Phenotypic, functional and taxonomic features predict host-pathogen interactions: Table S1; Figure S1
KAUST DepartmentComputational Bioscience Research Center (CBRC)
Computer, Electrical and Mathematical Sciences and Engineering (CEMSE) Division
Computer Science Program
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AbstractIdentification of host-pathogen interactions (HPIs) can reveal mechanistic insights of infectious diseases for potential treatments and drug discoveries. Current computational methods for the prediction of HPIs often rely on our knowledge on the sequences and functions of pathogen proteins, which is limited for many species, especially for species of emerging pathogens. Matching the phenotypes elicited by pathogens with phenotypes associated with host proteins might improve the prediction of HPIs. We developed an ontology-based method that prioritizes potential interaction protein partners for pathogens using machine learning models. Our method exploits the underlying disease mechanisms by associating phenotypic and functional features of pathogens and human proteins, corroborated by multiple ontologies as background knowledge. Additionally, by embedding the phenotypic information of the pathogens within a formally represented taxonomy, we demonstrate that our model can also accurately predict interaction partners for pathogens without known phenotypes, using a combination of their taxonomic relationships with other pathogens and information from ontologies as background knowledge. Our results show that the integration of phenotypic, functional and taxonomic knowledge not only improves the prediction of HPIs, but also enables us to investigate novel pathogens in emerging infectious diseases.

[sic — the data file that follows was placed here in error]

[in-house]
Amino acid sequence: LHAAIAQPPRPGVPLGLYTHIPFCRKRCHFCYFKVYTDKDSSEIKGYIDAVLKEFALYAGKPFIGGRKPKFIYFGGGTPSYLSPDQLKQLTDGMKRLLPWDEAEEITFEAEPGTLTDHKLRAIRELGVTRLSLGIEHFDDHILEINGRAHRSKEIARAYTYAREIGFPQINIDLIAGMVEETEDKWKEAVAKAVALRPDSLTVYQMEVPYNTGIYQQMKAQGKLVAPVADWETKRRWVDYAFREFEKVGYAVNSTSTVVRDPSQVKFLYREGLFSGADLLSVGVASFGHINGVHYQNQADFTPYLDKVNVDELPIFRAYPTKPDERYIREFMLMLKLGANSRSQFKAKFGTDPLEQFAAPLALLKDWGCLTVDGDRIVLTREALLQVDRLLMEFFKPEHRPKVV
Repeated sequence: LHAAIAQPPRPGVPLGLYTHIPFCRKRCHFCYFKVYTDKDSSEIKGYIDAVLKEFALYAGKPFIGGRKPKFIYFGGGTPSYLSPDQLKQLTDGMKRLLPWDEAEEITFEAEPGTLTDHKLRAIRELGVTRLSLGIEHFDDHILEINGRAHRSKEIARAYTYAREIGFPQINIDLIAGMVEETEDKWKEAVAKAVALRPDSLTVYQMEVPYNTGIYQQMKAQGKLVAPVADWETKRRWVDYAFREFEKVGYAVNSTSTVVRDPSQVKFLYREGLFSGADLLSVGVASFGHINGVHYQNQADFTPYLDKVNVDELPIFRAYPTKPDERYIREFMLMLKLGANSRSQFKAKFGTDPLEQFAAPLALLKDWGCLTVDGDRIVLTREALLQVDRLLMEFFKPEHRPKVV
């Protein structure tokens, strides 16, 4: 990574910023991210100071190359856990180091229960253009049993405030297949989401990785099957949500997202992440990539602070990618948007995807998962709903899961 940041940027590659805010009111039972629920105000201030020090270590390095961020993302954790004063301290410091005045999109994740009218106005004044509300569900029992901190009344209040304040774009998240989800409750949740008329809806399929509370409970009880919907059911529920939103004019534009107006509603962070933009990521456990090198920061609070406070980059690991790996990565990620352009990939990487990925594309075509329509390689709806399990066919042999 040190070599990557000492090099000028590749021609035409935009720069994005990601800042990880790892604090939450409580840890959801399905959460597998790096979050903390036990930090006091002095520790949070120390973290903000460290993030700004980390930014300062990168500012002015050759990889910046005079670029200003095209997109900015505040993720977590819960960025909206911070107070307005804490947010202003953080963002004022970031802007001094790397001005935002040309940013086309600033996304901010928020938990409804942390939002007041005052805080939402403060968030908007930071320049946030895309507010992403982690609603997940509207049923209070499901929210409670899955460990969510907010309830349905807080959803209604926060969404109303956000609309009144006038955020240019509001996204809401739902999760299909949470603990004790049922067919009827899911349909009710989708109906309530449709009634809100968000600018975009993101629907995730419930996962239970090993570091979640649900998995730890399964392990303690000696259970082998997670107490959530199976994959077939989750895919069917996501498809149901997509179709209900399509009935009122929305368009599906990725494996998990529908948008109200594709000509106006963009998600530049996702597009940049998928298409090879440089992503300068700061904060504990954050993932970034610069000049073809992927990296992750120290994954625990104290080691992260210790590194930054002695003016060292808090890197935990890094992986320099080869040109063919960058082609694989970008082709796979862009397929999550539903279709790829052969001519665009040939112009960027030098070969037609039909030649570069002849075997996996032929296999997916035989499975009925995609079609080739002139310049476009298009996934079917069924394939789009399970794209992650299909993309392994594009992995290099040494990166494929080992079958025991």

CitationLiu-Wei W, Kafkas Ş, Hoehndorf R (2018) Phenotypic, functional and taxonomic features predict host-pathogen interactions. Available: http://dx.doi.org/10.1101/508762.
PublisherCold Spring Harbor Laboratory
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